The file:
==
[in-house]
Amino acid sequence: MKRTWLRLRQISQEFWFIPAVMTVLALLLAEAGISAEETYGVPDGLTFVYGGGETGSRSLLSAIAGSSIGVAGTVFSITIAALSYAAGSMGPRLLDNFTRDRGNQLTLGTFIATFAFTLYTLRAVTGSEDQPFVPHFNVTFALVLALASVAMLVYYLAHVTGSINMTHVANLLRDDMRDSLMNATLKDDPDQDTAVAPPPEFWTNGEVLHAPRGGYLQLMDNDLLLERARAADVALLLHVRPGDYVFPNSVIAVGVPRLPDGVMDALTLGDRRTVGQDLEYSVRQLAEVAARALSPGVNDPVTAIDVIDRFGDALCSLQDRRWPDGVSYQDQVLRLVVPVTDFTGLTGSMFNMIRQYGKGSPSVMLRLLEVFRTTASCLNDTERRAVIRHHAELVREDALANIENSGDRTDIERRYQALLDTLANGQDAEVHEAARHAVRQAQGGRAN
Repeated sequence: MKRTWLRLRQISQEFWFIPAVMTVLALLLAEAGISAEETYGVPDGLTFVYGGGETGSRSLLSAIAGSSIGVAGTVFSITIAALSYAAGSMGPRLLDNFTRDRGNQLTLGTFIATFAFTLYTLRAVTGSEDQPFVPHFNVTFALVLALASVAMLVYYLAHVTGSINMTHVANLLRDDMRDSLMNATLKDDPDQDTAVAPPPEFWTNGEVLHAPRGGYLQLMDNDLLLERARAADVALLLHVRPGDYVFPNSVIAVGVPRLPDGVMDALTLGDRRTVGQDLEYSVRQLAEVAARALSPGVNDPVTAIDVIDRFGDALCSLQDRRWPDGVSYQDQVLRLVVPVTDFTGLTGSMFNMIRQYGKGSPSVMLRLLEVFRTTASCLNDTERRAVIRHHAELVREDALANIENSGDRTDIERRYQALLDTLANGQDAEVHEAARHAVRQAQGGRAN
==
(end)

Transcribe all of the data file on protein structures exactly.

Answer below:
[in-house]
Amino acid sequence: MKRTWLRLRQISQEFWFIPAVMTVLALLLAEAGISAEETYGVPDGLTFVYGGGETGSRSLLSAIAGSSIGVAGTVFSITIAALSYAAGSMGPRLLDNFTRDRGNQLTLGTFIATFAFTLYTLRAVTGSEDQPFVPHFNVTFALVLALASVAMLVYYLAHVTGSINMTHVANLLRDDMRDSLMNATLKDDPDQDTAVAPPPEFWTNGEVLHAPRGGYLQLMDNDLLLERARAADVALLLHVRPGDYVFPNSVIAVGVPRLPDGVMDALTLGDRRTVGQDLEYSVRQLAEVAARALSPGVNDPVTAIDVIDRFGDALCSLQDRRWPDGVSYQDQVLRLVVPVTDFTGLTGSMFNMIRQYGKGSPSVMLRLLEVFRTTASCLNDTERRAVIRHHAELVREDALANIENSGDRTDIERRYQALLDTLANGQDAEVHEAARHAVRQAQGGRAN
Repeated sequence: MKRTWLRLRQISQEFWFIPAVMTVLALLLAEAGISAEETYGVPDGLTFVYGGGETGSRSLLSAIAGSSIGVAGTVFSITIAALSYAAGSMGPRLLDNFTRDRGNQLTLGTFIATFAFTLYTLRAVTGSEDQPFVPHFNVTFALVLALASVAMLVYYLAHVTGSINMTHVANLLRDDMRDSLMNATLKDDPDQDTAVAPPPEFWTNGEVLHAPRGGYLQLMDNDLLLERARAADVALLLHVRPGDYVFPNSVIAVGVPRLPDGVMDALTLGDRRTVGQDLEYSVRQLAEVAARALSPGVNDPVTAIDVIDRFGDALCSLQDRRWPDGVSYQDQVLRLVVPVTDFTGLTGSMFNMIRQYGKGSPSVMLRLLEVFRTTASCLNDTERRAVIRHHAELVREDALANIENSGDRTDIERRYQALLDTLANGQDAEVHEAARHAVRQAQGGRAN